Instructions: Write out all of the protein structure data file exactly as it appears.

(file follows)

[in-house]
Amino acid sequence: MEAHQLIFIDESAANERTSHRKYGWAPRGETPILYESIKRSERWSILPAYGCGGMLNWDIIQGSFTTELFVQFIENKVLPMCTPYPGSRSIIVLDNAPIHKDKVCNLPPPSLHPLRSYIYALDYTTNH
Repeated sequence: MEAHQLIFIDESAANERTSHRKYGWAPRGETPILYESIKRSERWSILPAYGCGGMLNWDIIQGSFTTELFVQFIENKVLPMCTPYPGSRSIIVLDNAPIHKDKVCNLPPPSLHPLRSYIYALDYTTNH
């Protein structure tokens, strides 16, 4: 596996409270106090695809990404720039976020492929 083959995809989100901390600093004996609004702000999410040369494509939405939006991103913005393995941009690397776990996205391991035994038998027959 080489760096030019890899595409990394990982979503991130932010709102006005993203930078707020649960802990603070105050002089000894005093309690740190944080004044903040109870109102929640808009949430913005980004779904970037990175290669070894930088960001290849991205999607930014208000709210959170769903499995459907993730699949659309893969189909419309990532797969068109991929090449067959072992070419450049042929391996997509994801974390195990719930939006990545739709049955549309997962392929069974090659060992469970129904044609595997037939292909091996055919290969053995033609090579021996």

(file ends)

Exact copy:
[in-house]
Amino acid sequence: MEAHQLIFIDESAANERTSHRKYGWAPRGETPILYESIKRSERWSILPAYGCGGMLNWDIIQGSFTTELFVQFIENKVLPMCTPYPGSRSIIVLDNAPIHKDKVCNLPPPSLHPLRSYIYALDYTTNH
Repeated sequence: MEAHQLIFIDESAANERTSHRKYGWAPRGETPILYESIKRSERWSILPAYGCGGMLNWDIIQGSFTTELFVQFIENKVLPMCTPYPGSRSIIVLDNAPIHKDKVCNLPPPSLHPLRSYIYALDYTTNH
């Protein structure tokens, strides 16, 4: 596996409270106090695809990404720039976020492929 083959995809989100901390600093004996609004702000999410040369494509939405939006991103913005393995941009690397776990996205391991035994038998027959 080489760096030019890899595409990394990982979503991130932010709102006005993203930078707020649960802990603070105050002089000894005093309690740190944080004044903040109870109102929640808009949430913005980004779904970037990175290669070894930088960001290849991205999607930014208000709210959170769903499995459907993730699949659309893969189909419309990532797969068109991929090449067959072992070419450049042929391996997509994801974390195990719930939006990545739709049955549309997962392929069974090659060992469970129904044609595997037939292909091996055919290969053995033609090579021996």